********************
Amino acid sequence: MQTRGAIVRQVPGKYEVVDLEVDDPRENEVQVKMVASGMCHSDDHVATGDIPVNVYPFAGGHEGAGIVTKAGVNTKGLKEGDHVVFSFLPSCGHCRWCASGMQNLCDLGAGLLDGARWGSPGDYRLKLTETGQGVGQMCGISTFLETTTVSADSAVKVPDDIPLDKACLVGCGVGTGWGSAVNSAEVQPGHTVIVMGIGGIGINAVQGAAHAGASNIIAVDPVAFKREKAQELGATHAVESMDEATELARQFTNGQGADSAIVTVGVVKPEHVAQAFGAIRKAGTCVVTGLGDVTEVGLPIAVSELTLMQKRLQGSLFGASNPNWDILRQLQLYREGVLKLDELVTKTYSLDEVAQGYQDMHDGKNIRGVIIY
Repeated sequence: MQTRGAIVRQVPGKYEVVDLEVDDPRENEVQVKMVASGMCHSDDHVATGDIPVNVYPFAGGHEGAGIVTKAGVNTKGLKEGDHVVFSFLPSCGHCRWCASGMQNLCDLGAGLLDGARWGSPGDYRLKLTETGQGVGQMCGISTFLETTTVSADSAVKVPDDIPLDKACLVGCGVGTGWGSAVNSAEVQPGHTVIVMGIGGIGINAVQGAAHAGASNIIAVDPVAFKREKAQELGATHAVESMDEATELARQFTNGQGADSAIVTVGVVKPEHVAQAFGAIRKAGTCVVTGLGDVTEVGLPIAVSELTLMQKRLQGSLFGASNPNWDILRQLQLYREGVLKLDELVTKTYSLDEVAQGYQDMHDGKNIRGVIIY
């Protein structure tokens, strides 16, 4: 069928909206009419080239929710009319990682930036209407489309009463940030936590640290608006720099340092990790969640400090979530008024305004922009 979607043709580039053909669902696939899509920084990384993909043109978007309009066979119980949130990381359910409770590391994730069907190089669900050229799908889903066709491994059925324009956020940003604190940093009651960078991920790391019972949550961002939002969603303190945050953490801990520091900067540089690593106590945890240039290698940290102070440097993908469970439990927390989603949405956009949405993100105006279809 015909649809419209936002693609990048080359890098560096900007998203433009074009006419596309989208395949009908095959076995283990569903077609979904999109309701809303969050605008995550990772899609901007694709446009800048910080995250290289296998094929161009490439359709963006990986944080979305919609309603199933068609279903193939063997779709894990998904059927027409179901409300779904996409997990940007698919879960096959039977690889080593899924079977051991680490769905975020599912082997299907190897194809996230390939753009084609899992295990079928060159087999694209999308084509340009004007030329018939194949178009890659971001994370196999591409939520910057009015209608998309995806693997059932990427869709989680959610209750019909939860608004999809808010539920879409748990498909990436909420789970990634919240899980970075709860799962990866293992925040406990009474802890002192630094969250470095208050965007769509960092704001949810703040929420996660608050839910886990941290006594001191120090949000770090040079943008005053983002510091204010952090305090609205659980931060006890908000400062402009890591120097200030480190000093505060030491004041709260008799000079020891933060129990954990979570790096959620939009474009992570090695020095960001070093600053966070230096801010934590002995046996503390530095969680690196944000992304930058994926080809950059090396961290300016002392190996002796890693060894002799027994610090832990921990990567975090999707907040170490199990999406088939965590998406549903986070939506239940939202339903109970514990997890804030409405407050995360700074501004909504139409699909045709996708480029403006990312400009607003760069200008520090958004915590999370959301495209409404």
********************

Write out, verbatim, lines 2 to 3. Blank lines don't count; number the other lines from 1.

Repeated sequence: MQTRGAIVRQVPGKYEVVDLEVDDPRENEVQVKMVASGMCHSDDHVATGDIPVNVYPFAGGHEGAGIVTKAGVNTKGLKEGDHVVFSFLPSCGHCRWCASGMQNLCDLGAGLLDGARWGSPGDYRLKLTETGQGVGQMCGISTFLETTTVSADSAVKVPDDIPLDKACLVGCGVGTGWGSAVNSAEVQPGHTVIVMGIGGIGINAVQGAAHAGASNIIAVDPVAFKREKAQELGATHAVESMDEATELARQFTNGQGADSAIVTVGVVKPEHVAQAFGAIRKAGTCVVTGLGDVTEVGLPIAVSELTLMQKRLQGSLFGASNPNWDILRQLQLYREGVLKLDELVTKTYSLDEVAQGYQDMHDGKNIRGVIIY
């Protein structure tokens, strides 16, 4: 069928909206009419080239929710009319990682930036209407489309009463940030936590640290608006720099340092990790969640400090979530008024305004922009 979607043709580039053909669902696939899509920084990384993909043109978007309009066979119980949130990381359910409770590391994730069907190089669900050229799908889903066709491994059925324009956020940003604190940093009651960078991920790391019972949550961002939002969603303190945050953490801990520091900067540089690593106590945890240039290698940290102070440097993908469970439990927390989603949405956009949405993100105006279809 015909649809419209936002693609990048080359890098560096900007998203433009074009006419596309989208395949009908095959076995283990569903077609979904999109309701809303969050605008995550990772899609901007694709446009800048910080995250290289296998094929161009490439359709963006990986944080979305919609309603199933068609279903193939063997779709894990998904059927027409179901409300779904996409997990940007698919879960096959039977690889080593899924079977051991680490769905975020599912082997299907190897194809996230390939753009084609899992295990079928060159087999694209999308084509340009004007030329018939194949178009890659971001994370196999591409939520910057009015209608998309995806693997059932990427869709989680959610209750019909939860608004999809808010539920879409748990498909990436909420789970990634919240899980970075709860799962990866293992925040406990009474802890002192630094969250470095208050965007769509960092704001949810703040929420996660608050839910886990941290006594001191120090949000770090040079943008005053983002510091204010952090305090609205659980931060006890908000400062402009890591120097200030480190000093505060030491004041709260008799000079020891933060129990954990979570790096959620939009474009992570090695020095960001070093600053966070230096801010934590002995046996503390530095969680690196944000992304930058994926080809950059090396961290300016002392190996002796890693060894002799027994610090832990921990990567975090999707907040170490199990999406088939965590998406549903986070939506239940939202339903109970514990997890804030409405407050995360700074501004909504139409699909045709996708480029403006990312400009607003760069200008520090958004915590999370959301495209409404």